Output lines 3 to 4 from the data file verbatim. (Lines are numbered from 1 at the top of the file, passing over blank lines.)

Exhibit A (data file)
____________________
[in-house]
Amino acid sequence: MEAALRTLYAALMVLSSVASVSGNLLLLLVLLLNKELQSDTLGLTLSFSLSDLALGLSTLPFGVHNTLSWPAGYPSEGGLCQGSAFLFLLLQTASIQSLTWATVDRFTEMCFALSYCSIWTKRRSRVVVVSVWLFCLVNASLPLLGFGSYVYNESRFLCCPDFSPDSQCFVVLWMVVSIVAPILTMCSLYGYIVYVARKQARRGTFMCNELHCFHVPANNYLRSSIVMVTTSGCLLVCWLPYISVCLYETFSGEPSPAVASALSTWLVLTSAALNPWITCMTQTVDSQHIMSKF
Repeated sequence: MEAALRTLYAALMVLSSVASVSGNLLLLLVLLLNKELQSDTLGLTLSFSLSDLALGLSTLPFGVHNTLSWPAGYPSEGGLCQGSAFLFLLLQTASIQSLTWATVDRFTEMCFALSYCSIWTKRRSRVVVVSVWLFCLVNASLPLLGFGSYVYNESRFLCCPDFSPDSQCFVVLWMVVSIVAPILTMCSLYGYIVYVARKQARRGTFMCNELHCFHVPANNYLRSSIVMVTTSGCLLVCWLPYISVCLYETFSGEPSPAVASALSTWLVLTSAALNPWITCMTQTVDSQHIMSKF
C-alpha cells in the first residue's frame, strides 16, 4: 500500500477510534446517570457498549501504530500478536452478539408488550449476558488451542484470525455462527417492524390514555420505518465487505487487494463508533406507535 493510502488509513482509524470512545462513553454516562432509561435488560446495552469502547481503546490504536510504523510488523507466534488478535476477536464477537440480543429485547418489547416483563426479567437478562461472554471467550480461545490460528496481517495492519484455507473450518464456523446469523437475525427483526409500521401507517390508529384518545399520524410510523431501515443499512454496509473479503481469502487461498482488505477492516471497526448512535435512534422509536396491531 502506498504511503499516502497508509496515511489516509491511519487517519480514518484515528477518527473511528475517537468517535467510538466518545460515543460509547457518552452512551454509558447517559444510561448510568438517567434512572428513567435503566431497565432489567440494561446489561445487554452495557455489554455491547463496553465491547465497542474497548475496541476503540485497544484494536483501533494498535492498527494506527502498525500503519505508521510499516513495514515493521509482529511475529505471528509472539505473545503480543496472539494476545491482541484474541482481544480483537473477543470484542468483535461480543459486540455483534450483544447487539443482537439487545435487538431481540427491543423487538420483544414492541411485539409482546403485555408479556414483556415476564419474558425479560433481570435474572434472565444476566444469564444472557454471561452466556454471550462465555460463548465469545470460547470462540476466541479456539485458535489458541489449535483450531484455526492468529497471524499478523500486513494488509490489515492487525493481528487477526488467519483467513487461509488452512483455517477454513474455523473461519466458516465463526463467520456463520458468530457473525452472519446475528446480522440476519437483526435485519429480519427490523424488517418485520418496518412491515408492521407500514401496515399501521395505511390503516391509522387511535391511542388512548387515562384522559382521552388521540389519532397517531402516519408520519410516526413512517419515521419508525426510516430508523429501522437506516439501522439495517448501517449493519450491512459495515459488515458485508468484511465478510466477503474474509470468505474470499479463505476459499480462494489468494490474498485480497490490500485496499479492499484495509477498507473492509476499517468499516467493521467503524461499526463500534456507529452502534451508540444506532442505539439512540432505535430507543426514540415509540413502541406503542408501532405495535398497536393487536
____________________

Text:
Repeated sequence: MEAALRTLYAALMVLSSVASVSGNLLLLLVLLLNKELQSDTLGLTLSFSLSDLALGLSTLPFGVHNTLSWPAGYPSEGGLCQGSAFLFLLLQTASIQSLTWATVDRFTEMCFALSYCSIWTKRRSRVVVVSVWLFCLVNASLPLLGFGSYVYNESRFLCCPDFSPDSQCFVVLWMVVSIVAPILTMCSLYGYIVYVARKQARRGTFMCNELHCFHVPANNYLRSSIVMVTTSGCLLVCWLPYISVCLYETFSGEPSPAVASALSTWLVLTSAALNPWITCMTQTVDSQHIMSKF
C-alpha cells in the first residue's frame, strides 16, 4: 500500500477510534446517570457498549501504530500478536452478539408488550449476558488451542484470525455462527417492524390514555420505518465487505487487494463508533406507535 493510502488509513482509524470512545462513553454516562432509561435488560446495552469502547481503546490504536510504523510488523507466534488478535476477536464477537440480543429485547418489547416483563426479567437478562461472554471467550480461545490460528496481517495492519484455507473450518464456523446469523437475525427483526409500521401507517390508529384518545399520524410510523431501515443499512454496509473479503481469502487461498482488505477492516471497526448512535435512534422509536396491531 502506498504511503499516502497508509496515511489516509491511519487517519480514518484515528477518527473511528475517537468517535467510538466518545460515543460509547457518552452512551454509558447517559444510561448510568438517567434512572428513567435503566431497565432489567440494561446489561445487554452495557455489554455491547463496553465491547465497542474497548475496541476503540485497544484494536483501533494498535492498527494506527502498525500503519505508521510499516513495514515493521509482529511475529505471528509472539505473545503480543496472539494476545491482541484474541482481544480483537473477543470484542468483535461480543459486540455483534450483544447487539443482537439487545435487538431481540427491543423487538420483544414492541411485539409482546403485555408479556414483556415476564419474558425479560433481570435474572434472565444476566444469564444472557454471561452466556454471550462465555460463548465469545470460547470462540476466541479456539485458535489458541489449535483450531484455526492468529497471524499478523500486513494488509490489515492487525493481528487477526488467519483467513487461509488452512483455517477454513474455523473461519466458516465463526463467520456463520458468530457473525452472519446475528446480522440476519437483526435485519429480519427490523424488517418485520418496518412491515408492521407500514401496515399501521395505511390503516391509522387511535391511542388512548387515562384522559382521552388521540389519532397517531402516519408520519410516526413512517419515521419508525426510516430508523429501522437506516439501522439495517448501517449493519450491512459495515459488515458485508468484511465478510466477503474474509470468505474470499479463505476459499480462494489468494490474498485480497490490500485496499479492499484495509477498507473492509476499517468499516467493521467503524461499526463500534456507529452502534451508540444506532442505539439512540432505535430507543426514540415509540413502541406503542408501532405495535398497536393487536